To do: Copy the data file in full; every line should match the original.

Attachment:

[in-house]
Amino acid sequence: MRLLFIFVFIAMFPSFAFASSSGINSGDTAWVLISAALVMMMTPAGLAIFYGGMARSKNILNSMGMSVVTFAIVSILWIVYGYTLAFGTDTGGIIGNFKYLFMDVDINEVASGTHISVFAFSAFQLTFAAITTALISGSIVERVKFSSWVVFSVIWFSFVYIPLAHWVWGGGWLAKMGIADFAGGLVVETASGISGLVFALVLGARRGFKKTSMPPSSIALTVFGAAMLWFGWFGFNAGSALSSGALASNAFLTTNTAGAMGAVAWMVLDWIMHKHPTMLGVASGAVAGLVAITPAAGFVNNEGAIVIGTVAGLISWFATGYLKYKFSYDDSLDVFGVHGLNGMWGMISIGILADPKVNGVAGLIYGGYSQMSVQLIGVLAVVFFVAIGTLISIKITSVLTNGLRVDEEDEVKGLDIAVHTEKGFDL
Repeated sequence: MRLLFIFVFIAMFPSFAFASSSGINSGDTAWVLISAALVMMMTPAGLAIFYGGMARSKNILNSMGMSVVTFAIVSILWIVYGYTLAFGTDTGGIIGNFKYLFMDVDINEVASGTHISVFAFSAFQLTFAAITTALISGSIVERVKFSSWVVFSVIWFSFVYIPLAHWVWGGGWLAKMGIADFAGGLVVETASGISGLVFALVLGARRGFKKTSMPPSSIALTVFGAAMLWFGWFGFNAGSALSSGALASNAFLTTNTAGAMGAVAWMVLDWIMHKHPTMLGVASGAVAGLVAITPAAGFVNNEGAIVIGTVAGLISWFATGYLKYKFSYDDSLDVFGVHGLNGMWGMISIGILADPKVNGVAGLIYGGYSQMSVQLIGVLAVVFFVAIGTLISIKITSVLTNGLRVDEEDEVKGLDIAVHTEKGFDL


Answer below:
[in-house]
Amino acid sequence: MRLLFIFVFIAMFPSFAFASSSGINSGDTAWVLISAALVMMMTPAGLAIFYGGMARSKNILNSMGMSVVTFAIVSILWIVYGYTLAFGTDTGGIIGNFKYLFMDVDINEVASGTHISVFAFSAFQLTFAAITTALISGSIVERVKFSSWVVFSVIWFSFVYIPLAHWVWGGGWLAKMGIADFAGGLVVETASGISGLVFALVLGARRGFKKTSMPPSSIALTVFGAAMLWFGWFGFNAGSALSSGALASNAFLTTNTAGAMGAVAWMVLDWIMHKHPTMLGVASGAVAGLVAITPAAGFVNNEGAIVIGTVAGLISWFATGYLKYKFSYDDSLDVFGVHGLNGMWGMISIGILADPKVNGVAGLIYGGYSQMSVQLIGVLAVVFFVAIGTLISIKITSVLTNGLRVDEEDEVKGLDIAVHTEKGFDL
Repeated sequence: MRLLFIFVFIAMFPSFAFASSSGINSGDTAWVLISAALVMMMTPAGLAIFYGGMARSKNILNSMGMSVVTFAIVSILWIVYGYTLAFGTDTGGIIGNFKYLFMDVDINEVASGTHISVFAFSAFQLTFAAITTALISGSIVERVKFSSWVVFSVIWFSFVYIPLAHWVWGGGWLAKMGIADFAGGLVVETASGISGLVFALVLGARRGFKKTSMPPSSIALTVFGAAMLWFGWFGFNAGSALSSGALASNAFLTTNTAGAMGAVAWMVLDWIMHKHPTMLGVASGAVAGLVAITPAAGFVNNEGAIVIGTVAGLISWFATGYLKYKFSYDDSLDVFGVHGLNGMWGMISIGILADPKVNGVAGLIYGGYSQMSVQLIGVLAVVFFVAIGTLISIKITSVLTNGLRVDEEDEVKGLDIAVHTEKGFDL